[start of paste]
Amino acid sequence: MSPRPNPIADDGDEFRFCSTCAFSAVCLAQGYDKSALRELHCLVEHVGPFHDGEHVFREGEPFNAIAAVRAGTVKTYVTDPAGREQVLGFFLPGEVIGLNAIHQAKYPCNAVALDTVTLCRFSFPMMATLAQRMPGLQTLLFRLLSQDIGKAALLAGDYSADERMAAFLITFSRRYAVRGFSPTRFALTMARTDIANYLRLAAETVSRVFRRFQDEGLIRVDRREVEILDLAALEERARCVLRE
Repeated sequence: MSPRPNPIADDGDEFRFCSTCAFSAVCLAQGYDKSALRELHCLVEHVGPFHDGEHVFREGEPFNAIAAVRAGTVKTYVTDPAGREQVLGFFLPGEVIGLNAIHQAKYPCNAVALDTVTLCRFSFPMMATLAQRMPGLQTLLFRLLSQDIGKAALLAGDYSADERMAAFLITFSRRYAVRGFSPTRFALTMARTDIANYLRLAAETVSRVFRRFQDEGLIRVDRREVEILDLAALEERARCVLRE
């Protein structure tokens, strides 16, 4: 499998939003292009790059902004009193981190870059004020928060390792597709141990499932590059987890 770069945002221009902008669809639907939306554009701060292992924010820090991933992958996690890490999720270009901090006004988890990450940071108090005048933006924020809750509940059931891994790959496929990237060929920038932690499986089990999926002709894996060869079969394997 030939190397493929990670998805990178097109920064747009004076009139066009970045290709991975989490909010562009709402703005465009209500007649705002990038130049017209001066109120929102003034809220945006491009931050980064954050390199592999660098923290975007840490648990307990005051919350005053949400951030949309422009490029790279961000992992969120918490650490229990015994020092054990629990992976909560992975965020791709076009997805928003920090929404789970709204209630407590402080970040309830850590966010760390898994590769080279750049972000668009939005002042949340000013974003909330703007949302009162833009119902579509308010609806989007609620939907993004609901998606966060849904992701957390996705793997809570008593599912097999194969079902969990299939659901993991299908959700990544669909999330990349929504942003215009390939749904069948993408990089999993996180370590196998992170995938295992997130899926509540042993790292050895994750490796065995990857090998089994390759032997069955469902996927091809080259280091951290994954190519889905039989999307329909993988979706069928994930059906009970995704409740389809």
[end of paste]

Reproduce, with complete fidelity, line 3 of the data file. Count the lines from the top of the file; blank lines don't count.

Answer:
């Protein structure tokens, strides 16, 4: 499998939003292009790059902004009193981190870059004020928060390792597709141990499932590059987890 770069945002221009902008669809639907939306554009701060292992924010820090991933992958996690890490999720270009901090006004988890990450940071108090005048933006924020809750509940059931891994790959496929990237060929920038932690499986089990999926002709894996060869079969394997 030939190397493929990670998805990178097109920064747009004076009139066009970045290709991975989490909010562009709402703005465009209500007649705002990038130049017209001066109120929102003034809220945006491009931050980064954050390199592999660098923290975007840490648990307990005051919350005053949400951030949309422009490029790279961000992992969120918490650490229990015994020092054990629990992976909560992975965020791709076009997805928003920090929404789970709204209630407590402080970040309830850590966010760390898994590769080279750049972000668009939005002042949340000013974003909330703007949302009162833009119902579509308010609806989007609620939907993004609901998606966060849904992701957390996705793997809570008593599912097999194969079902969990299939659901993991299908959700990544669909999330990349929504942003215009390939749904069948993408990089999993996180370590196998992170995938295992997130899926509540042993790292050895994750490796065995990857090998089994390759032997069955469902996927091809080259280091951290994954190519889905039989999307329909993988979706069928994930059906009970995704409740389809």